I don't happen to think that sex, sexual gratification, or sexuality are things that it's good to be embarrassed or shameful about, (though bragging IS tacky) and I don't happen to think that broadening one's reproductive options and strategies is a bad thing at all.

Feel free to check with any evolutionary biologist on that score. The Web has already done that; one of those lowest-common-denominator sites, the "internet dating site" has done more to improve the odds on making the "urge to merge" a viable proposition than any church denomination. I think a lot of that may well be due to the fact that just being there forces folks to admit that they do want to get laid, that getting laid is important to them, and that they have specific preferences in the how, by who, and for how much.

I personally look forward to a future in which the slang term, "doin' the nasty" is no longer emotionally comprehensible. And I expect that it will be rather sooner than any oldfarts like me will expect. My wife tells me that in her interactions with 3d and 4th graders, she has already seen indications that they don't comprehend racism. They see it every day - but they don't comprehend why. It seems stupid to them. Now where the hell did that come from, after 10000 years of standardized xenophobia?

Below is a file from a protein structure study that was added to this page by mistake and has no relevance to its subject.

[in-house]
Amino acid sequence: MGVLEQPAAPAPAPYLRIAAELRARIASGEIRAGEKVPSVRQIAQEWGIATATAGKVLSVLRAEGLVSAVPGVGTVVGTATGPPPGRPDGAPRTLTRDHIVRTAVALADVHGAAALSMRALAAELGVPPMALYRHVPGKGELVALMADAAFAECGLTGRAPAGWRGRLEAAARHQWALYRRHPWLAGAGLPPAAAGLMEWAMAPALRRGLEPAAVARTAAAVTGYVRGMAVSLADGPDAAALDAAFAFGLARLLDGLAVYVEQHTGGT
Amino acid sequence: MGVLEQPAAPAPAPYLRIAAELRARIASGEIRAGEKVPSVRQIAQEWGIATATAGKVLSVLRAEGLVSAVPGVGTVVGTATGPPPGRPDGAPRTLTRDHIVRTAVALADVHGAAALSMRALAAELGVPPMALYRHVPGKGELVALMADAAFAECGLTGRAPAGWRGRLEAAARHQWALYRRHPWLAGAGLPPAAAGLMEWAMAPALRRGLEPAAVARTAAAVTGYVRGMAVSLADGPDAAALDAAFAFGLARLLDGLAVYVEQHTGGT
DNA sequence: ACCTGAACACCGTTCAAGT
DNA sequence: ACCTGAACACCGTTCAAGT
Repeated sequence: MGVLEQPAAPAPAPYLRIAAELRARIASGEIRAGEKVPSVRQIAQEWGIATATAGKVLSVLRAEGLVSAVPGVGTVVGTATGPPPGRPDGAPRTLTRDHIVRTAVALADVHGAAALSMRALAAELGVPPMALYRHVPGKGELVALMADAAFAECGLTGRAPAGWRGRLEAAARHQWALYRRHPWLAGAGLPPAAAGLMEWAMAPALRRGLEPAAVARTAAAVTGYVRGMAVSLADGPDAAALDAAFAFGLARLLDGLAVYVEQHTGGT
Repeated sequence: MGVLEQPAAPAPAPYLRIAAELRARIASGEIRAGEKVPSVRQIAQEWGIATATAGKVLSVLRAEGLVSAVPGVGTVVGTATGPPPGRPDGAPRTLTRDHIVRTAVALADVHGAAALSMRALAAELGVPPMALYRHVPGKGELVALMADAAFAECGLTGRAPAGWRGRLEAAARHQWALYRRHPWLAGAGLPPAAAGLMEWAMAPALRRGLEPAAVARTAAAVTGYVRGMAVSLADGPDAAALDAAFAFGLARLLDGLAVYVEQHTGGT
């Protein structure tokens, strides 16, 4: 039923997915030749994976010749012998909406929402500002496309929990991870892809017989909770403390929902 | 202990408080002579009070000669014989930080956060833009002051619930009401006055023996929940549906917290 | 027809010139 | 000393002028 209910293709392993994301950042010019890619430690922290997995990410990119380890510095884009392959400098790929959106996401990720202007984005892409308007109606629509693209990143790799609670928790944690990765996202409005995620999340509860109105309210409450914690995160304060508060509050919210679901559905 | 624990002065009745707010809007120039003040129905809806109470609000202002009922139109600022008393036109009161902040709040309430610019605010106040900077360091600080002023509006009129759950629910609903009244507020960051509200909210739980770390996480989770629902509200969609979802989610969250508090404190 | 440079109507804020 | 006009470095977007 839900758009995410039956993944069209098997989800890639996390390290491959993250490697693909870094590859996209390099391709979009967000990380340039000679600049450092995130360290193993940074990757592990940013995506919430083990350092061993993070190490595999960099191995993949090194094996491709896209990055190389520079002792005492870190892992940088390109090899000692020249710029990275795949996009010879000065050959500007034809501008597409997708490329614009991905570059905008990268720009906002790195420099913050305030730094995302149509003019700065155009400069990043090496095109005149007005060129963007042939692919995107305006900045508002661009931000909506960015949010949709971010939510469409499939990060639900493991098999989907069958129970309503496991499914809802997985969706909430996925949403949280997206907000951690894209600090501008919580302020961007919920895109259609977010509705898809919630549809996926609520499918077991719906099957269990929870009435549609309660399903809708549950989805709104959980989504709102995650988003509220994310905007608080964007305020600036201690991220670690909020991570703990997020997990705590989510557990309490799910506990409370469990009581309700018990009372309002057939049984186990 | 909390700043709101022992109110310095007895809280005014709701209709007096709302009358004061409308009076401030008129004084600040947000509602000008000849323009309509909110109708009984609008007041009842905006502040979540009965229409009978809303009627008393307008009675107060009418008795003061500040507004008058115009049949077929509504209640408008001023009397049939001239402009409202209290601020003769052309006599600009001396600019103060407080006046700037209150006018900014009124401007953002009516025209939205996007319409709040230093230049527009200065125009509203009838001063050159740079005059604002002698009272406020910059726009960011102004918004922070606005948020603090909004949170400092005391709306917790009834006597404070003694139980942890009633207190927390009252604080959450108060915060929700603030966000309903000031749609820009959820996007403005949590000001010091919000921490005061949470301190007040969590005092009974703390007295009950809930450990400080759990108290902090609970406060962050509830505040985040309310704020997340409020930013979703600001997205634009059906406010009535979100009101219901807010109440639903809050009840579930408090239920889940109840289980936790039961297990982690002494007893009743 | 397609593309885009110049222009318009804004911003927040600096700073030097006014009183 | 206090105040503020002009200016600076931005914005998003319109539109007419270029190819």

A rhetorical question - but one well worth asking aloud. And I think a predictor that suggests that, in terms of the pace of social change, these futurists, as with every futurist we have the luxury of looking back upon, are rather quaint in their conservatism, rather like Verne predicting the fax machine - as a means of transmitting documents written with quill pens.

And while that culture will be strange and perhaps even incomprehensible to me - it will nonetheless be as strongly and inextricably linked to our hind-brains, our glands and our survival imperatives as our current culture, with it's own, unique and inevitable comedies and tragedies.